Often, when we walk in the sunshine, we can see the shadows
of the atmospheric turbulence on the ground around us, or on
our clothes. And the shadows move with the breezes. It's a
little like what we see on the bottom of a swimming pool in
sun. The water waves on the surface of the pool tend to
sunlight to a pattern of dancing lines on the
bottom. And the lines
move with the waves. Similarly, since
the air around us is not all
of the same density, it too
tends to focus the sunlight a little,
just a little. And
although it is true that under ordinary circumstances
shadows of the atmospheric turbulence on the ground are not
conspicuous, still there is one circumstance where they are.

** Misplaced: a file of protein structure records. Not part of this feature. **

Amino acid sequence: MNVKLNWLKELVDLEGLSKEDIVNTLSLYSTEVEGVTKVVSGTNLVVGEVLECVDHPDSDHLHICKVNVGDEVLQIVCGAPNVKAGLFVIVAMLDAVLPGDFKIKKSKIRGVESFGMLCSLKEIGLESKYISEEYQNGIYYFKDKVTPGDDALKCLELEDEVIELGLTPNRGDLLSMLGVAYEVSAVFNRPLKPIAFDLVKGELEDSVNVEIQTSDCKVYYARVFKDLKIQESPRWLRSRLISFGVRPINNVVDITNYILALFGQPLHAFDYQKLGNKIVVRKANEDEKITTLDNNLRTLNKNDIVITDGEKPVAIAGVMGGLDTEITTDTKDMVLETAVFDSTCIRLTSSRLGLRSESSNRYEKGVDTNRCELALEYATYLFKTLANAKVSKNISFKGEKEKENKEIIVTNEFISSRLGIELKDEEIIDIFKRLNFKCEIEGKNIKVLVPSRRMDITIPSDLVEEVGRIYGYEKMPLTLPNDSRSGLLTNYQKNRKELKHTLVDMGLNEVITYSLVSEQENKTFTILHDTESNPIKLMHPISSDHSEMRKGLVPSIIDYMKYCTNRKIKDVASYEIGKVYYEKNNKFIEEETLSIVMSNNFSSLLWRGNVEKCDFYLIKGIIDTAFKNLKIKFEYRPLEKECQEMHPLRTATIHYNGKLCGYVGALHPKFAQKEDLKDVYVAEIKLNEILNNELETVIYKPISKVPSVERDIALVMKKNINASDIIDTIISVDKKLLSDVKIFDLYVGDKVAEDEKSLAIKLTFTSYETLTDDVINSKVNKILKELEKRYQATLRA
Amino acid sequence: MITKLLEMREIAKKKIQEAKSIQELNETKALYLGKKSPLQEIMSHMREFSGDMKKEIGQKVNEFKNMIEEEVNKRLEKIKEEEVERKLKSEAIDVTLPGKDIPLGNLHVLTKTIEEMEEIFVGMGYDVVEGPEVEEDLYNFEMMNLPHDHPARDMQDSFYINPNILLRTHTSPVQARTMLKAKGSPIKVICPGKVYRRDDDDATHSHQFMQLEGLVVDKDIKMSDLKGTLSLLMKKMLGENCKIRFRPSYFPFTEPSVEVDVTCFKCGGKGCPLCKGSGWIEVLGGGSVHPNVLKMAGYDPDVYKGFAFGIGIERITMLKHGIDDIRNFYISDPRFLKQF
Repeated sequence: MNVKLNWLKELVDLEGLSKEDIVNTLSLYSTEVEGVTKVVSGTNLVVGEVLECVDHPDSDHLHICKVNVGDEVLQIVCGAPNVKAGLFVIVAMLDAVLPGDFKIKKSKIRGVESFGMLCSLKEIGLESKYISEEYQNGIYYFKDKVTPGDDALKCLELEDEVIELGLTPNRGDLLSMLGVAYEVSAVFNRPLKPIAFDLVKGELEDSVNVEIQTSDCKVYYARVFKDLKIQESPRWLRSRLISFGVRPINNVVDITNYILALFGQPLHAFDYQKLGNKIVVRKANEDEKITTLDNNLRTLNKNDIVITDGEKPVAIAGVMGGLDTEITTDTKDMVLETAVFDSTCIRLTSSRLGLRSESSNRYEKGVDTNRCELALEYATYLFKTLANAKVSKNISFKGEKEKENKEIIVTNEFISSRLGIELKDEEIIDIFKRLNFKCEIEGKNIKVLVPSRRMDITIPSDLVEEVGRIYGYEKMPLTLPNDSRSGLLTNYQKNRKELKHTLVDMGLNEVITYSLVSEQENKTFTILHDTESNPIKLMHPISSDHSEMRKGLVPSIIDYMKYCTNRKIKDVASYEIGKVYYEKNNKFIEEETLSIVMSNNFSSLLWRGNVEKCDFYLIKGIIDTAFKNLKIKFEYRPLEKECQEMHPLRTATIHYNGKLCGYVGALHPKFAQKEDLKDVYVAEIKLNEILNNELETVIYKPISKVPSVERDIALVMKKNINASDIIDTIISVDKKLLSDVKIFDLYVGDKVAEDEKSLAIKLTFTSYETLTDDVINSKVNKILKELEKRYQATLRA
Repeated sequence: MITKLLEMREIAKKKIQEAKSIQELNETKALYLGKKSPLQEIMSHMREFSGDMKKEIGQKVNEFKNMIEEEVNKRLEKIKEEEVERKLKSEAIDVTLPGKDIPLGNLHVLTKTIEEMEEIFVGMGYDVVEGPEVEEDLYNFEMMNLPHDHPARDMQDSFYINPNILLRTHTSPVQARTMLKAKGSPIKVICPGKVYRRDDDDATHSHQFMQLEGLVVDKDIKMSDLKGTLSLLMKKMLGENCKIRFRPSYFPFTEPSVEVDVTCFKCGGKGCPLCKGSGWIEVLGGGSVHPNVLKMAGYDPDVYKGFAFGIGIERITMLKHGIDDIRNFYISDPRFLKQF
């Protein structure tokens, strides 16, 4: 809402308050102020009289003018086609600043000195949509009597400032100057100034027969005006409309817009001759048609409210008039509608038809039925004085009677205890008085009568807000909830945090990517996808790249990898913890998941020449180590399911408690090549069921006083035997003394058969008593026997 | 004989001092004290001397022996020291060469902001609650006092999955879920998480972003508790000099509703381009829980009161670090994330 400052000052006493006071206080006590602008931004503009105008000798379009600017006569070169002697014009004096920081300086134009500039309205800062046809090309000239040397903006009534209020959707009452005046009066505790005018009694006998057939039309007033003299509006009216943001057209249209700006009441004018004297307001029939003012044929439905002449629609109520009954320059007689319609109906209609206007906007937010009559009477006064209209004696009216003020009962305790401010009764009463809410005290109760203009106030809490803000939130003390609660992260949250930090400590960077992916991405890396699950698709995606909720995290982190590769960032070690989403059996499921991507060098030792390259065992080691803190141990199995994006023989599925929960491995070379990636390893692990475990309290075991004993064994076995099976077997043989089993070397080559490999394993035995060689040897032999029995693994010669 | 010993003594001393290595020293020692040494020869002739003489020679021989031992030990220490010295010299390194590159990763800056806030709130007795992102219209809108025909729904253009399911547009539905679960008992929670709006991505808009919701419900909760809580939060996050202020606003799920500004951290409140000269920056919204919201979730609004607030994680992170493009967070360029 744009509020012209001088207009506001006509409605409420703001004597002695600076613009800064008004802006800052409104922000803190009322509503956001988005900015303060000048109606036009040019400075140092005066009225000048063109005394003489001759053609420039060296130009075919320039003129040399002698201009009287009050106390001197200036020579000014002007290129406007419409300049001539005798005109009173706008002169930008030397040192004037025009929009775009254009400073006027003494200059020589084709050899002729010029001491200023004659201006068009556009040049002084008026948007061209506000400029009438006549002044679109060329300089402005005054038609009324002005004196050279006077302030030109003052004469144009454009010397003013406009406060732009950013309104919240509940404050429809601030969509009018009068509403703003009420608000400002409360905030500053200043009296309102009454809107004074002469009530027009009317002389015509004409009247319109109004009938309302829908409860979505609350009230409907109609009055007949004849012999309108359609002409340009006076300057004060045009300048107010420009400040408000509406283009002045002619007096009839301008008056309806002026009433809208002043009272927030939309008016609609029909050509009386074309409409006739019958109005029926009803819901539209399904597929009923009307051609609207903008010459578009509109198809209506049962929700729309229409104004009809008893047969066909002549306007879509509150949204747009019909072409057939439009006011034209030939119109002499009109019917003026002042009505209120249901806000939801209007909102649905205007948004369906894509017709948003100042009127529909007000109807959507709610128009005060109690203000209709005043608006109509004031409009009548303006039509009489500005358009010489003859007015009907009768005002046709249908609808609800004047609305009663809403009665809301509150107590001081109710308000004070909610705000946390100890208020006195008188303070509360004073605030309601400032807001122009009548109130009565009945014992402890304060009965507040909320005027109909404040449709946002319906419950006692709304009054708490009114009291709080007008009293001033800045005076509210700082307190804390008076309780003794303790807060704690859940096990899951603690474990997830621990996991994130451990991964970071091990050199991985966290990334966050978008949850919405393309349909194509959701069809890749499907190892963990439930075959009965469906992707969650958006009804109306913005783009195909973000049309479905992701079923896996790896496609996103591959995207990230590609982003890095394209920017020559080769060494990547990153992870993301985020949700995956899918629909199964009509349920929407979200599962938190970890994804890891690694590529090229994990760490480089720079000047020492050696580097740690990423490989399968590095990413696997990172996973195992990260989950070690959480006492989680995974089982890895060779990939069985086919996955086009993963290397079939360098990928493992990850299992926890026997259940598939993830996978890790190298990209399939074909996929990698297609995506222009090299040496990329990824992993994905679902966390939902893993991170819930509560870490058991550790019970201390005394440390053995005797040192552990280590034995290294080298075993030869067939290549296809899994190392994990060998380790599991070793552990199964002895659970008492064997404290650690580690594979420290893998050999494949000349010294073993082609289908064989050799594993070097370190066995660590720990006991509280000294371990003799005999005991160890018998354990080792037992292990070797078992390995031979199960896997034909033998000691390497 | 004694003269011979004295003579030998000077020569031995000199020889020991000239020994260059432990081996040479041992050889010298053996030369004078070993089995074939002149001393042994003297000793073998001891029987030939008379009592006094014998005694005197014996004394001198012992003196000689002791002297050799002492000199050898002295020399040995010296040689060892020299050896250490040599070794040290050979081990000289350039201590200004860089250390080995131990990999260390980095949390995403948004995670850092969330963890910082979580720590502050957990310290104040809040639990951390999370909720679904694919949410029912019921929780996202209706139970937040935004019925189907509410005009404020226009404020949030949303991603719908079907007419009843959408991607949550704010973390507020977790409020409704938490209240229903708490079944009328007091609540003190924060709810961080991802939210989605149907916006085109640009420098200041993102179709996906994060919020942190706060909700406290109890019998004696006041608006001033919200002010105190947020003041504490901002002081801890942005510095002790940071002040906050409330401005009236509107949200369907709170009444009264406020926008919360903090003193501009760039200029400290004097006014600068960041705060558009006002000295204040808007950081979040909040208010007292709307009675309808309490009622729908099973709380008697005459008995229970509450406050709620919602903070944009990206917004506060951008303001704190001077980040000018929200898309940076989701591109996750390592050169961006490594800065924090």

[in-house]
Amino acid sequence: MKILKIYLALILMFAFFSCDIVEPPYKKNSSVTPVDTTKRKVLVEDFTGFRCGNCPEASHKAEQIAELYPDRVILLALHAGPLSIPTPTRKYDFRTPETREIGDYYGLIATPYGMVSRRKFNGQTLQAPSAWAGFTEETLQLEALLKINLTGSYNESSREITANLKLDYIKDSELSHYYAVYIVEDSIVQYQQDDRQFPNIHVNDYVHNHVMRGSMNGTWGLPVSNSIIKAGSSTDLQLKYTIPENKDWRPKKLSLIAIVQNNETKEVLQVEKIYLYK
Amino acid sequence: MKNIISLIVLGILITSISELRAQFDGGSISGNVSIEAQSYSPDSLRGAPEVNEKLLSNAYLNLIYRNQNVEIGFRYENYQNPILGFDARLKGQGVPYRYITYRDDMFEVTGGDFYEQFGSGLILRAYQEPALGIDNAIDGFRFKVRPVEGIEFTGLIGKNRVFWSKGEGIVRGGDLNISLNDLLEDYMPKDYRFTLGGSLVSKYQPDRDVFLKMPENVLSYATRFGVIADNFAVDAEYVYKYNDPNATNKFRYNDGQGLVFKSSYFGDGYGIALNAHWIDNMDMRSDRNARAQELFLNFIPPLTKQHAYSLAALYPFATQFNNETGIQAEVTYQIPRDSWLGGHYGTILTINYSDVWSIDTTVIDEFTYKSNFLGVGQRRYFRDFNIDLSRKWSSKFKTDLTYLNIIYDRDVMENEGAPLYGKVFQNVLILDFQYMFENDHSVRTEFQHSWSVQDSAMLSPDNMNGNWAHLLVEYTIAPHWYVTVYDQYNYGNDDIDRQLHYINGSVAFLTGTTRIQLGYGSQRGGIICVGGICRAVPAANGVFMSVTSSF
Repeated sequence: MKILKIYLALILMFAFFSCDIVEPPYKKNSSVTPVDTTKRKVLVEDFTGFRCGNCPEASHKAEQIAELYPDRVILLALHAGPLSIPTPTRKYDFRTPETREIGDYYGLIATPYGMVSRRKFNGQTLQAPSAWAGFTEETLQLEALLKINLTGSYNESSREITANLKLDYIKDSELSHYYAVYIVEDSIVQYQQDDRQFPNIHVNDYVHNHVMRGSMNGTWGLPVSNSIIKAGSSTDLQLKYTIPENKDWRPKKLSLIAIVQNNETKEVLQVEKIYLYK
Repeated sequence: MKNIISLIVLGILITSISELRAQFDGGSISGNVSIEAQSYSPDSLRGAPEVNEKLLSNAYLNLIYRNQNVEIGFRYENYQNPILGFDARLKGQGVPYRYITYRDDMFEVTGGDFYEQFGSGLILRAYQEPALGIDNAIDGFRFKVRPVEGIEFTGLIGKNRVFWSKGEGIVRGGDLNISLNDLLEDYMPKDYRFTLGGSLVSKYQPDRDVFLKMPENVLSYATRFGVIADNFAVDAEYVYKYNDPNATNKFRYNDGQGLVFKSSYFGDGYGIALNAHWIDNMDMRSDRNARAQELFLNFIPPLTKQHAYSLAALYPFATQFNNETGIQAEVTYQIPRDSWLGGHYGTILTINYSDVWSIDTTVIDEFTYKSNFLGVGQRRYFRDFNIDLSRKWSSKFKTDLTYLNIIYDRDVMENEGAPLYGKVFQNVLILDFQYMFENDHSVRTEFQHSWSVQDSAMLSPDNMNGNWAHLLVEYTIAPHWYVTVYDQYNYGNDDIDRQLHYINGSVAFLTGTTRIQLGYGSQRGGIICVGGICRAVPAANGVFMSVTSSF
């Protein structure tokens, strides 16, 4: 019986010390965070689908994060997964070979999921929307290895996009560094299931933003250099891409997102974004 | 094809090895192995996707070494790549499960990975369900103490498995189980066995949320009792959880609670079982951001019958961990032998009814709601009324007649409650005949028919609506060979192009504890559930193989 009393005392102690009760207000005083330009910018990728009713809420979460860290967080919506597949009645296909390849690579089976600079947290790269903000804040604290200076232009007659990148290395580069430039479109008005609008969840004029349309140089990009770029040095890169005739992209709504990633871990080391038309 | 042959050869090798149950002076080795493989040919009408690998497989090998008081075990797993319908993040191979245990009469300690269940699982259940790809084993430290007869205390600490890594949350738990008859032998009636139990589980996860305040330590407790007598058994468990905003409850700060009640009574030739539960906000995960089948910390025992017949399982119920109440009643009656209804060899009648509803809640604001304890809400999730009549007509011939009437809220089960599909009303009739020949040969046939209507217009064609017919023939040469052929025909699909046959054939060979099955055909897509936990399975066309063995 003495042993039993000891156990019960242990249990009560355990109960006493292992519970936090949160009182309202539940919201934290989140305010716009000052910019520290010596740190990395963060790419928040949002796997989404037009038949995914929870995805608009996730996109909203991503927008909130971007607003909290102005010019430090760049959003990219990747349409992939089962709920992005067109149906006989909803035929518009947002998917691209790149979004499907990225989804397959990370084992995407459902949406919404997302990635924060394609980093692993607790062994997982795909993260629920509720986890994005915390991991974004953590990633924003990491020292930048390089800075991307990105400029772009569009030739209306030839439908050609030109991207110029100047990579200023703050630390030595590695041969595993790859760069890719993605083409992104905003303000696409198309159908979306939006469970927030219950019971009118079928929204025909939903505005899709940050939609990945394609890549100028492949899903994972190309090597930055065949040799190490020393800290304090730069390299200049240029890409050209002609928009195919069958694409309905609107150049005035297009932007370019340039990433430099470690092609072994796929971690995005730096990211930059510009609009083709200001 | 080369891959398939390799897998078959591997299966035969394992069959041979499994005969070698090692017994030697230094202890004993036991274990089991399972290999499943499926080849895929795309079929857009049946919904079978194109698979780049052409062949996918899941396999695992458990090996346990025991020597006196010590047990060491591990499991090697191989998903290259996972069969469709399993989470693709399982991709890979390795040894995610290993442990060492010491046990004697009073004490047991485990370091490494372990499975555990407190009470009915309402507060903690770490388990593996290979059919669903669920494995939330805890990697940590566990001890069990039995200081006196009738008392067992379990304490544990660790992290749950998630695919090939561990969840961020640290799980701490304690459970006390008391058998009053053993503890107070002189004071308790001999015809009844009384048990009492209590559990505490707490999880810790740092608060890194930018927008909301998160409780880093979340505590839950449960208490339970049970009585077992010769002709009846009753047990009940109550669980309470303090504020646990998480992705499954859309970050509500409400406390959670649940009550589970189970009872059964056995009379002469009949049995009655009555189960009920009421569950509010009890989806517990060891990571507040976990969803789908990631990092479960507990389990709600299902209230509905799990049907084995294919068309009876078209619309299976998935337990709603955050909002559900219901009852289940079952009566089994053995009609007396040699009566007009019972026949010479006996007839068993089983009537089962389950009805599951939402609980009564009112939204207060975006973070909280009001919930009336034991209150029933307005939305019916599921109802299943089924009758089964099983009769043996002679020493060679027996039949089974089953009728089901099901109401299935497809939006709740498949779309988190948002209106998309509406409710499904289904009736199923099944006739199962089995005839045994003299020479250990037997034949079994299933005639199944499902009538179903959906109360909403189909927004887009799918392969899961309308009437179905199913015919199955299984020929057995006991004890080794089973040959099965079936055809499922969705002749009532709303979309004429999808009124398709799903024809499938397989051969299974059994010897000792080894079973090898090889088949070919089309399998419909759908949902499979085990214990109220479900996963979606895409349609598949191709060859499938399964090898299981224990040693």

At the time of a total eclipse of the Sun, just before and
just after totality, these shadows become fairly conspicuous.
Just before and just after totality, at the site of a solar
eclipse, the Sun is seen as a slender crescent of light.
Under these conditions, and only under these conditions, the
of the atmospheric turbulence are seen with slit
is this slit illumination that makes the
shadows appear band-like
with the bands parallel to the solar
crescent. It is these shadows
of the atmospheric turbulence,
made linear by slit illumination that
are known to the
astronomers as "shadow bands."